The statements of the Coptic Synaxarinm, occasionally quoted in the notes to the present edition of Abu Salih, are not guaranteed as being always historically accurate. For instance, the Emperor Diocletian is usually represented, without reference to his colleagues in viii PREFACE. Many of the Muslims, as well as the Christians, accepted the tradition that Moses was born there; see Yakut, Geogr.
8, accord- ing to the new or Arabic pagination, and fol. the Coptic number 31 ; and that the words at the beginning of fol. 751-755- 6 Our author is referring to the following passage in the biography of Michael, which narrates events that occurred shortly after the death of Marwan : • a£U! Afterwards Nimrod 3 the giant learnt from him, and composed books on the science of the sphere, and on reckoning it ; and men wondered at the wisdom which he showed in his books, and copied them after him, so that Ardashir envied him ; and Nimrod also served Satan, and fasted for him, and offered sacrifice to him, and burnt incense to him, and humbled himself before him.
9, 'This revenue/ &c, do not refer to the preceding estimate of the revenues of Egypt. seems to have supplied the first folio himself, and to have given a new pagination in Arabic figures to the remaining portion of the original book, so that folio 23 became folio 2, and so on. Therefore Satan appeared to him, and taught him magic 4 , and how to raise false phantoms ; and ijyj j\±)± call 1— fill b JU l^j JS ^J Xa- 5U JIU Oo O J! j dl) 3 Ax * The revenues of Egypt, after deducting the pay of the troops and the expenses of the governor's house and what was needed for the administration of the country, amounted to 200,000,000 dinars carried yearly to the public treasury/ MS.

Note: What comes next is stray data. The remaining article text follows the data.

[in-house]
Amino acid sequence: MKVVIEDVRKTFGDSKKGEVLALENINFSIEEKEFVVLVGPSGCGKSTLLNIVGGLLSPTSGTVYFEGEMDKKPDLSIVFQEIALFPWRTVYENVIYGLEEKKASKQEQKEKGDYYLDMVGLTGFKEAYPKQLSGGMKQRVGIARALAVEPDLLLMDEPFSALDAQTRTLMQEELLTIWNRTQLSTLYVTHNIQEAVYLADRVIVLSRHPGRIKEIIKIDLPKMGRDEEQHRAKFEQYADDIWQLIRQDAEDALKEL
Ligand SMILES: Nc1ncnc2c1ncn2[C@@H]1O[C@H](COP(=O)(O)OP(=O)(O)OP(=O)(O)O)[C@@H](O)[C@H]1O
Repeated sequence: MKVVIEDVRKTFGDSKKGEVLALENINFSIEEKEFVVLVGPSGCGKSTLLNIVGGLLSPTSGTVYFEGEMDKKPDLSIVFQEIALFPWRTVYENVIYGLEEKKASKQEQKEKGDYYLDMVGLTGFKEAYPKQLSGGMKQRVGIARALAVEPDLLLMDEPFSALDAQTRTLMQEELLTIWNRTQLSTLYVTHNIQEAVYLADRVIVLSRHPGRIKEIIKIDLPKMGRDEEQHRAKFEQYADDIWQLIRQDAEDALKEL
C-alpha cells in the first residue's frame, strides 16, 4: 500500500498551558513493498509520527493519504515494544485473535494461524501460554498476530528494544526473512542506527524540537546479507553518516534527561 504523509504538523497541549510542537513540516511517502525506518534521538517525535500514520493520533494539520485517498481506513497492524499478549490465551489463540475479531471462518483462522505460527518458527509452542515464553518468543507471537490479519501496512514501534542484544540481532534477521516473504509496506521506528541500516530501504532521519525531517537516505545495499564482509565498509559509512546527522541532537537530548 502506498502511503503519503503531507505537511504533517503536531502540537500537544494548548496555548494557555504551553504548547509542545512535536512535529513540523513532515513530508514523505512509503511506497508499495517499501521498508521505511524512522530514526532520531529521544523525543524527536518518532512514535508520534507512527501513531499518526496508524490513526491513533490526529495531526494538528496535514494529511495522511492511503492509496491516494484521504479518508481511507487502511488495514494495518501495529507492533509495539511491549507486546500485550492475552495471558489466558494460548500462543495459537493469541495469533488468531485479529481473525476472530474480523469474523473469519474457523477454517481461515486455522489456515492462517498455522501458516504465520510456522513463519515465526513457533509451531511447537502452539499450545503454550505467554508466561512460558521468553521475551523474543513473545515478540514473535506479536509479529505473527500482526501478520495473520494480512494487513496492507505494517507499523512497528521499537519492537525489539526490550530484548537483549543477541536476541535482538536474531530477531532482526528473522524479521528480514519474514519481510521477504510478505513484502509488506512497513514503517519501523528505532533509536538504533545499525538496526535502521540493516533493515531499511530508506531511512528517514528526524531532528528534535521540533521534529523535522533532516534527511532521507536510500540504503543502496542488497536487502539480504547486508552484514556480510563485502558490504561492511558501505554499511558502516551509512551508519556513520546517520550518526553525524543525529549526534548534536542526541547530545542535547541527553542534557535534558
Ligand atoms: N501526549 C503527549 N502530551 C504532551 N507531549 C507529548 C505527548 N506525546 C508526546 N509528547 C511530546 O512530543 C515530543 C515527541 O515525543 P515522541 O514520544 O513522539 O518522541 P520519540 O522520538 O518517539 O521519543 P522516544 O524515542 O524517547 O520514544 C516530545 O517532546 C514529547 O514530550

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Nevertheless valuable traditions of early Church history, and in particular of the great persecution itself, are embodied both in the Synaxarium and in the Coptic Acts of the Martyrs, on which it is partly founded. The sole indication which we possess of the name of our author is to be found in the title inscribed on the first page of the MS.
This title, however, was supplied, as it has already been said, by a later hand ; and it is, moreover, obviously incomplete. The name J-oli», Kha'il, is an abbreviated form of J^ol£~% Mikha il or Michael. The biography of Michael, included in the history of the patriarchs compiled by Severus of Ushmunain, is one of the most important parts of that work, and is the contem- porary composition of John the Deacon, who was an eyewitness of many of the events which he relates.
In the transcription of the text the original has been closely followed, the diacritical points alone being added where they were wanting. As it is well known, the Arabs derived their first knowledge of astronomy from the Arabic translation, made by order of the caliph Ma'mun, of the Almagest of Ptolemy, and it is from that work that the term d JU = vfyaipa is borrowed. magic, which was taught to men there by the two evil angels Harut and Marut (see Surat al-Bakarah, 96), who still hang head downwards among the ruins of the great city. 2 Eutychius reports this legend, in speaking of the time of Abraham : Jjtfill ^ ^ J J^ «J &* \*&* ^ ^ c T* ^ J1 J 1 In his time lived Nimrod the giant, king of Babylon.